Presented in a single evening as “Two One-act Plays by Laurence Holder” with When the Chickens Come Home to Roost

From Frank Rich’s review in the NY Times, July 15, 1981

Mr. Holder’s heroine, the novelist and folklorist Zora Neale Hurston, …[was] born in Eatonville, Fla., at the turn of the century, [and] she arrived in New York on a Barnard scholarship in anthropology in 1925. She became a key figure in the Harlem Renaissance, only to fall out later on with such associates as Langston Hughes and Richard Wright. Though an independent-minded black nationalist to the end, she embraced conservative Republicanism late in life before dying in poverty and obscurity in 1960.

Mr. Holder has tried to compress this extremely complex story into one tearful, autobiographical monologue that Hurston delivers in a bus station in 1949, shortly after she was slapped with a trumped-up morals charge. …[T]he playwright captures his heroine’s flamboyance and unearned suffering, [and] convinces us that there’s a far bigger play in ”Zora” [that] leaves us equally convinced… he’s just the man to write it.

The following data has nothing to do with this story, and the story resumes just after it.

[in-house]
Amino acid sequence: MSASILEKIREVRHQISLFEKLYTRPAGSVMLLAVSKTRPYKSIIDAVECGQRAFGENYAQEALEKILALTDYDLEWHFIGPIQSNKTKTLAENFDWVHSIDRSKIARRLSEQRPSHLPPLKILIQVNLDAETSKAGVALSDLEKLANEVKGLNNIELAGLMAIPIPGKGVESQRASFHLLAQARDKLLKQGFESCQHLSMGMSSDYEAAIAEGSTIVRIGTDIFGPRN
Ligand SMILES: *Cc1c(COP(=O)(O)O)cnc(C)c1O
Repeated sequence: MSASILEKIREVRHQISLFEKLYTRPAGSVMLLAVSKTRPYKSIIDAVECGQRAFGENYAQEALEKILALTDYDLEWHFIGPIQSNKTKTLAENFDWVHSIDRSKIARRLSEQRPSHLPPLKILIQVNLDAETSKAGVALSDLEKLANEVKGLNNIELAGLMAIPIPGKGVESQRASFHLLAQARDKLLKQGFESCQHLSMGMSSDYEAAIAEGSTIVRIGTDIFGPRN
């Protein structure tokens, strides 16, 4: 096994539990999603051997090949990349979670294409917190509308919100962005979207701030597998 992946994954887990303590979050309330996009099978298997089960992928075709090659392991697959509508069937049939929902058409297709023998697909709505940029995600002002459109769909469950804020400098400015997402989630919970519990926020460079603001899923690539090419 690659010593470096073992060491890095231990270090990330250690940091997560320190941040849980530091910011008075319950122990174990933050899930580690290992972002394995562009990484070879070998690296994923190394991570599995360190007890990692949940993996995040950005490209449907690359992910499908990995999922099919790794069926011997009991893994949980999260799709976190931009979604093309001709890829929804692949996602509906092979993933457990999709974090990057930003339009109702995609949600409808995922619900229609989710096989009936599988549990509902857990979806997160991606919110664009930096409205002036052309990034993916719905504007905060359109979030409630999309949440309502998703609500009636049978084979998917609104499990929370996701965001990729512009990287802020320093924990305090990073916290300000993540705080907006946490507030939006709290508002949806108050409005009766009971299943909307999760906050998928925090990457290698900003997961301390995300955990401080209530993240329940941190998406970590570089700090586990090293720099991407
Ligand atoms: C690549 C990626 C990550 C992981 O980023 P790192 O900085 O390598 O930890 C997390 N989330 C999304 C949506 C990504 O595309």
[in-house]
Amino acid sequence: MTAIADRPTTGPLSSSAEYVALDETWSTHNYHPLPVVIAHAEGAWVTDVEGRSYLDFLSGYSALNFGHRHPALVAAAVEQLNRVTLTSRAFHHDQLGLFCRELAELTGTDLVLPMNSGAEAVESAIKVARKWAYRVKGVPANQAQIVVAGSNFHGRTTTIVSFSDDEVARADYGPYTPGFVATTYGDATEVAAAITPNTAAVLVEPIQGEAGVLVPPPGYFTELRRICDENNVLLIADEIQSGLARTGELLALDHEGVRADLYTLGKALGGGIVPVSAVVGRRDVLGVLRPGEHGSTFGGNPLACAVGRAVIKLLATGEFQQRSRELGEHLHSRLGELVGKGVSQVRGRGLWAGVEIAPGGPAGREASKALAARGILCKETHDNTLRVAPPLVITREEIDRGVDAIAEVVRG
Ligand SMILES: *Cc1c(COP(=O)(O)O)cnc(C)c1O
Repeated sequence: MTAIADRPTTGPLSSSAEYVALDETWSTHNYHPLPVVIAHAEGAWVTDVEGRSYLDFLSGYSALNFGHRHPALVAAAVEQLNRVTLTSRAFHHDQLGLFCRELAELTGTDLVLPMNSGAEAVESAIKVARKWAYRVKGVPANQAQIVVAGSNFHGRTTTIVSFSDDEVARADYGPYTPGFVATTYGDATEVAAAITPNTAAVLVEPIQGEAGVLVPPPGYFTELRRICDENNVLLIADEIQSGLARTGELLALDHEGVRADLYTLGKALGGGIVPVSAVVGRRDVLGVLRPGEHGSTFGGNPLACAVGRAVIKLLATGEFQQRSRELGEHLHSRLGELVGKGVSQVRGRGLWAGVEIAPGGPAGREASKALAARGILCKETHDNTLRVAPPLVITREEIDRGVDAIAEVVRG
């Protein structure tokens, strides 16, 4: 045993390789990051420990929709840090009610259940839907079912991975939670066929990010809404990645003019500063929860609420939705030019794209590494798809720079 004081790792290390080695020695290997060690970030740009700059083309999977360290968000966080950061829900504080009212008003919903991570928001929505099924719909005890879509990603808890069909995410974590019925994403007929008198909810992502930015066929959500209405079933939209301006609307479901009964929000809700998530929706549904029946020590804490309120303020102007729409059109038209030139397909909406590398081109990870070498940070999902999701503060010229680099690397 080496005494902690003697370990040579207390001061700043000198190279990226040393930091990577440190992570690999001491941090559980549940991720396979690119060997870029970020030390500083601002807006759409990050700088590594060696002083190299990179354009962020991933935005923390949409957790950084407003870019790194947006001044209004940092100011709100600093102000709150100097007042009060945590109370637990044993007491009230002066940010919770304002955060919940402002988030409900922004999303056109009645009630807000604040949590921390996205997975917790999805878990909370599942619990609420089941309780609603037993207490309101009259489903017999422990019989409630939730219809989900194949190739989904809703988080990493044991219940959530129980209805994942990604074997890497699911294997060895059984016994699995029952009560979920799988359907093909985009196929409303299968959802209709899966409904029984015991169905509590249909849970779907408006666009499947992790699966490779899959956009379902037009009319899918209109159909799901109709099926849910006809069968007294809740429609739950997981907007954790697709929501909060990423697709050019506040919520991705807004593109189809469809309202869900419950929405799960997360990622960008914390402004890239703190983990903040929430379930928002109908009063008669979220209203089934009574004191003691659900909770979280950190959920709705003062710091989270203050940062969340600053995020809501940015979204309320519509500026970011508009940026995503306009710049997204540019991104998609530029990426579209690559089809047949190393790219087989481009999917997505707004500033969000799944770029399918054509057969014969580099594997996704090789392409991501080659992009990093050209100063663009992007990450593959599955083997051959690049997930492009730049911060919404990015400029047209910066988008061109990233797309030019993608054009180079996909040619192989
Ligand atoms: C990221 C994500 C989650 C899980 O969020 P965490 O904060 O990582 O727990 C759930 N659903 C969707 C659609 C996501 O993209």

Presented as part of the 1980-81 Season

Play opened June 18, 1981

Artist Credits

Credit Artist Photo
Playwright Laurence Holder
Director Elizabeth Van Dyke
Stage Manager Gwendolyn Marshall
Set Designer Robert Edmonds
Lighting Designer Allen Lee Hughes
Costume Designer Judy Dearing
Actor Phylicia Rashad

All 1980-81 Season productions: